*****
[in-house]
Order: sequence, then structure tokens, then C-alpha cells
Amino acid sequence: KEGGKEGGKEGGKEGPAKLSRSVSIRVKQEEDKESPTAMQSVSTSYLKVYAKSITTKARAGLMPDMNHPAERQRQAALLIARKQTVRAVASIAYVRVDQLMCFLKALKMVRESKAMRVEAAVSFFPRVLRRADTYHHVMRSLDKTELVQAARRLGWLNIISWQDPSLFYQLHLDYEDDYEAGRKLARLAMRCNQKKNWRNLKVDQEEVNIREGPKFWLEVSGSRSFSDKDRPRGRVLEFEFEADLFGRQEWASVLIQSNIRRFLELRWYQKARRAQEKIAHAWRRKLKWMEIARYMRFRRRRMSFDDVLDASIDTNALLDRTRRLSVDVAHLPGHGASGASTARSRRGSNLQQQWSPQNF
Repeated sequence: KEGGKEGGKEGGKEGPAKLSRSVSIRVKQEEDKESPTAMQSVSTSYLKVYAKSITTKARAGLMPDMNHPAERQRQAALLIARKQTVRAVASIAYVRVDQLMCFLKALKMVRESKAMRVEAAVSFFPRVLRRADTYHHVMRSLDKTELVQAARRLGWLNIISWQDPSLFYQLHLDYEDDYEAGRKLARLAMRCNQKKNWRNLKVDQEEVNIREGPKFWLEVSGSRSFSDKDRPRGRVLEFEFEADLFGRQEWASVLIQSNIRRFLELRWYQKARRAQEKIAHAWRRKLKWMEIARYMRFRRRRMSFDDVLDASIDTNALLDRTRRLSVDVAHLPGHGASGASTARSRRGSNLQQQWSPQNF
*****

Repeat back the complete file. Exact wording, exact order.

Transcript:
[in-house]
Order: sequence, then structure tokens, then C-alpha cells
Amino acid sequence: KEGGKEGGKEGGKEGPAKLSRSVSIRVKQEEDKESPTAMQSVSTSYLKVYAKSITTKARAGLMPDMNHPAERQRQAALLIARKQTVRAVASIAYVRVDQLMCFLKALKMVRESKAMRVEAAVSFFPRVLRRADTYHHVMRSLDKTELVQAARRLGWLNIISWQDPSLFYQLHLDYEDDYEAGRKLARLAMRCNQKKNWRNLKVDQEEVNIREGPKFWLEVSGSRSFSDKDRPRGRVLEFEFEADLFGRQEWASVLIQSNIRRFLELRWYQKARRAQEKIAHAWRRKLKWMEIARYMRFRRRRMSFDDVLDASIDTNALLDRTRRLSVDVAHLPGHGASGASTARSRRGSNLQQQWSPQNF
Repeated sequence: KEGGKEGGKEGGKEGPAKLSRSVSIRVKQEEDKESPTAMQSVSTSYLKVYAKSITTKARAGLMPDMNHPAERQRQAALLIARKQTVRAVASIAYVRVDQLMCFLKALKMVRESKAMRVEAAVSFFPRVLRRADTYHHVMRSLDKTELVQAARRLGWLNIISWQDPSLFYQLHLDYEDDYEAGRKLARLAMRCNQKKNWRNLKVDQEEVNIREGPKFWLEVSGSRSFSDKDRPRGRVLEFEFEADLFGRQEWASVLIQSNIRRFLELRWYQKARRAQEKIAHAWRRKLKWMEIARYMRFRRRRMSFDDVLDASIDTNALLDRTRRLSVDVAHLPGHGASGASTARSRRGSNLQQQWSPQNF